After a two year hiatus from the NBA, 30 year old 7 foot center Meyers Leonard (12th pick in the 2012 draft) is returning to the court after signing a ten day contract with the Milwaukee Bucks. Leonard has been out of the league since March of 2021 after he used an antisemitic slur during a livestream of him playing “Call of Duty: Warzone.” In an Instagram post Leonard apologized saying, “I am deeply sorry for using an anti-Semitic slur during a livestream yesterday. My ignorance about its history and how offensive it is to the Jewish community is absolutely not an excuse and I was just wrong. I am now more aware of its meaning and I am committed to properly seeking out people who can help educate me about this type of hate and how we can fight it. I acknowledge and own my mistake and there’s no running from something like this that is so hurtful to someone else. This is not a proper representation of who I am and I want to apologize to the Arisons (the Heat’s Jewish owner), my teammates, coaches, front office and everyone associated with the Miami Heat organization, to my family, to our loyal fans and to others in the Jewish community who I have hurt. I promise to do better and know that my future actions will be more powerful than my use of this word.” He was fined 50,000 dollars by the NBA, suspended for one week and was instructed to participate in a cultural diversity program. Leonard, who had been playing for the Miami Heat, was put on indefinite leave from the team and was traded to Oklahoma City Thunder one week later. He has not played an NBA game since.
In January of 2022 Leonard addressed his alma mater, the University of Illinois, about the incident both in a press conference before a school basketball game and during a televised forum with Rabbi Dovid Teichtel, director of the Chabad house of the university. Speaking about his mental state in the aftermath of the incident he related, “I’ll be honest: I thank God I didn’t have a gun in the house that day, if you know what I mean.”
Several weeks ago, Leonard opened up to ESPN’s Jeremy Schaap in an interview for Outside the Lines.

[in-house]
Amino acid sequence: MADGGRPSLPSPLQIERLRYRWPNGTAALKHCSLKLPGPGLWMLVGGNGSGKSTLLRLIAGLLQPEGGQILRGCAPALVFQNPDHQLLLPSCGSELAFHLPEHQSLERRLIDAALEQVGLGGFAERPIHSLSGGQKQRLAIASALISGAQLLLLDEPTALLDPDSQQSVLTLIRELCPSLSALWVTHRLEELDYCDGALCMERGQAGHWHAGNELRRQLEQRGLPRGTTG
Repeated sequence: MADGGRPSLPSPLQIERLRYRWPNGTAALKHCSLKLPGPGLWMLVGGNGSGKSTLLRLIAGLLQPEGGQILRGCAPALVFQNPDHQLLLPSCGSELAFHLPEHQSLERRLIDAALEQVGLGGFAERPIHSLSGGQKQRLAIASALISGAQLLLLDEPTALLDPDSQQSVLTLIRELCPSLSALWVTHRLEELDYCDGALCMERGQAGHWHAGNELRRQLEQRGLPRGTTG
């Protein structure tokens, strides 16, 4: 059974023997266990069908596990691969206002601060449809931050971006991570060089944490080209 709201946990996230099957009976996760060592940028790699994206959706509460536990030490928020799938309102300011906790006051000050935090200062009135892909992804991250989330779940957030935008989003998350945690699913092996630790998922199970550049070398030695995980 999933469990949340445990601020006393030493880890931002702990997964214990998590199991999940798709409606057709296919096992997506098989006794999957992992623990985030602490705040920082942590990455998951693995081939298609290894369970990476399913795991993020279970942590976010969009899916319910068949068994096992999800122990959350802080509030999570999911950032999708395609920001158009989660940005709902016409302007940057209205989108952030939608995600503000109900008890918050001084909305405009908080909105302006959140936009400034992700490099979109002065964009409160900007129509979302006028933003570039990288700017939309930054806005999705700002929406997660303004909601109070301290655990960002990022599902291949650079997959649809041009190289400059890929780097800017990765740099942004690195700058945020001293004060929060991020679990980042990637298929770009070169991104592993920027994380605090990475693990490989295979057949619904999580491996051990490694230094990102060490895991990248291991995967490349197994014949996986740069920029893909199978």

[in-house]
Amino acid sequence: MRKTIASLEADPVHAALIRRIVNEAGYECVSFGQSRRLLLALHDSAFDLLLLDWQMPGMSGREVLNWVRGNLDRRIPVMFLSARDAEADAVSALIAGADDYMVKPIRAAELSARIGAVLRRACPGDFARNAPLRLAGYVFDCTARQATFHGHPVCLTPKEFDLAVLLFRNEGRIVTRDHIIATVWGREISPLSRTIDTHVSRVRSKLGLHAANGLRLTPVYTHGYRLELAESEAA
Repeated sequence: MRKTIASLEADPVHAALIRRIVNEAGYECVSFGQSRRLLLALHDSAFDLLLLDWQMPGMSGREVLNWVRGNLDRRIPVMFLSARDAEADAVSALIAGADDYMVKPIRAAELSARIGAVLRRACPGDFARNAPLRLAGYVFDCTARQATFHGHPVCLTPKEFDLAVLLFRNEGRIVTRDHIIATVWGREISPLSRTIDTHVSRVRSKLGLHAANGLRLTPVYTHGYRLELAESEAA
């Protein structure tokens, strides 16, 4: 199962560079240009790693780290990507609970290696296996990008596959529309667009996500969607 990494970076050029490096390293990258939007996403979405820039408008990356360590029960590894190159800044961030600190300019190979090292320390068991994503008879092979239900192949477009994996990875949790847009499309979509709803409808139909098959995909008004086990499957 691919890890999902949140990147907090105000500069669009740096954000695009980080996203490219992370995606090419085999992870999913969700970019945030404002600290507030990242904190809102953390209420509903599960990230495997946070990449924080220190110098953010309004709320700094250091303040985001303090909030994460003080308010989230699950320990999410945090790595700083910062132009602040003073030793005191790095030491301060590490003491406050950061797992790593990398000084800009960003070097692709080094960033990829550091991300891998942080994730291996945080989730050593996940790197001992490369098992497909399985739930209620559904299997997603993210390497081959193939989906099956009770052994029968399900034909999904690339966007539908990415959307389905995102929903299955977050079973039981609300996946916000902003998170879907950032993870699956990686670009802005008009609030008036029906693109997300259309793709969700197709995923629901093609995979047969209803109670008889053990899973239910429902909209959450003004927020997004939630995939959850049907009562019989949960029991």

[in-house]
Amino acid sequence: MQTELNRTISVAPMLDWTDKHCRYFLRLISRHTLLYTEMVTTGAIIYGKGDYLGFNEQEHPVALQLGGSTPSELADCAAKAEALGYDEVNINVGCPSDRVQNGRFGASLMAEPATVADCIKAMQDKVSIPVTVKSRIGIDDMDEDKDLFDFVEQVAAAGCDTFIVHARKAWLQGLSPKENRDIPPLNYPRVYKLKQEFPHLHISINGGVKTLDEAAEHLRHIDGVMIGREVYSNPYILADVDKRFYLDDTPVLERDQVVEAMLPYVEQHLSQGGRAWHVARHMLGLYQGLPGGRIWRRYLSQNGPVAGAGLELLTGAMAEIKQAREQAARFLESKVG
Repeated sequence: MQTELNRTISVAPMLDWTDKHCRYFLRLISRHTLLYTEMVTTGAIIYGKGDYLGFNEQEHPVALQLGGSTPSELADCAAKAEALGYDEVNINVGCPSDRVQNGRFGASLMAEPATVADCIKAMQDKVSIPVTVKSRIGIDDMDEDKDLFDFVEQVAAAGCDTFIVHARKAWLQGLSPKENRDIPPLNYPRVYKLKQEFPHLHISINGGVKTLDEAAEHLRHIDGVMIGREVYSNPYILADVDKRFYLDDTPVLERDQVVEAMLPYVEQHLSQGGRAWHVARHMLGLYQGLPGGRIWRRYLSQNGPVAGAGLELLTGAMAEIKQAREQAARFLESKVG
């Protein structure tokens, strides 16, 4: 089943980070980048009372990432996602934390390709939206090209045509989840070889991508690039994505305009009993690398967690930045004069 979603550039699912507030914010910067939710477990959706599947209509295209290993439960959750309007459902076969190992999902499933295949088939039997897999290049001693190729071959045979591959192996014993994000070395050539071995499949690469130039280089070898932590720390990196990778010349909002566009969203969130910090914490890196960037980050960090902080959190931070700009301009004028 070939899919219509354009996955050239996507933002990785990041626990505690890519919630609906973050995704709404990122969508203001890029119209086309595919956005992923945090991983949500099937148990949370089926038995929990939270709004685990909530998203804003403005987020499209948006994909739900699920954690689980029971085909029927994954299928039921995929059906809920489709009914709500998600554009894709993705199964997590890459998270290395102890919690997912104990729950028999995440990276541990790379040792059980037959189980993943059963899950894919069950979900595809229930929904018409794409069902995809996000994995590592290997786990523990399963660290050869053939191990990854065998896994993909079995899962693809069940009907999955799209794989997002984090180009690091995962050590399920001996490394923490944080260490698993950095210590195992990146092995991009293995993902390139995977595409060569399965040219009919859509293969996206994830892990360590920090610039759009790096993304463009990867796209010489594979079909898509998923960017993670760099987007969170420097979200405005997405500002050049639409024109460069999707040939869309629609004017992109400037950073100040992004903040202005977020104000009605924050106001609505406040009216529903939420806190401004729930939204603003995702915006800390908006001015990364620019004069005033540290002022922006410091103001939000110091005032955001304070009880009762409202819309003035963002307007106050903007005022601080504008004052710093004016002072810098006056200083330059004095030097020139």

Here are two of the key excerpts from that interview:
When asked if he knew anything about the slur that he uttered Leonard responded, “Absolutely not. There are absolutely no excuses for what happened that day and ignorance sadly is a very real thing and that’s what it was. I am not running from this but I did not know that it happened.”
“I feel like I’m living in a bad dream… There’s not a hateful cell in my body. And I know that I made a huge, huge mistake.”
In the interview Leonard comes off across as exceptionally genuine in owning his mistake and was moved to tears when speaking about his experience.
In the days after the incident went viral on social media Leonard sought guidance from a Chabad Rabbi in South Florida, Rabbi Pinny Andrusier, who had a long standing relationship with the Miami Heat. (Andrusier lit a Menorah at a game in 1987 and partnered with other Chabad Rabbi’s to organize the Heat’s Jewish Heritage Night.) Leonard, who had never been to a Shul before, met with Rabbi Andrusier in Shul and not being able to contain himself he broke down crying. Recalling what Rabbi Andrusier told him that morning Leonard relates that Rabbi Andrusier said, “Meyers I need to tell you something. You are a good man with a good soul. I promise I will help you through this. This happened for you, not to you. You will understand eventually.”
Andrusier would go on to invite Leonard to a dinner with Holocaust survivors and facilitate a community service event in which Leonard would distribute meals to Jewish families in Miami. He has also visited the Holocaust Museum and has run basketball camps for Jewish children. Leonard also met with representatives of the Anti-Defamation League and the Greater Miami Jewish Federation. Josh Sayles, the federation’s director of Jewish Community and Government Relations, related that “Meyers is really interested in putting in the hard work and learning about the Jewish community.” The ADL issued a statement which said, “We are encouraged by his efforts to educate himself about the Jewish community, antisemitism, and the impact of his words, and that he has matched his apology with concrete actions…”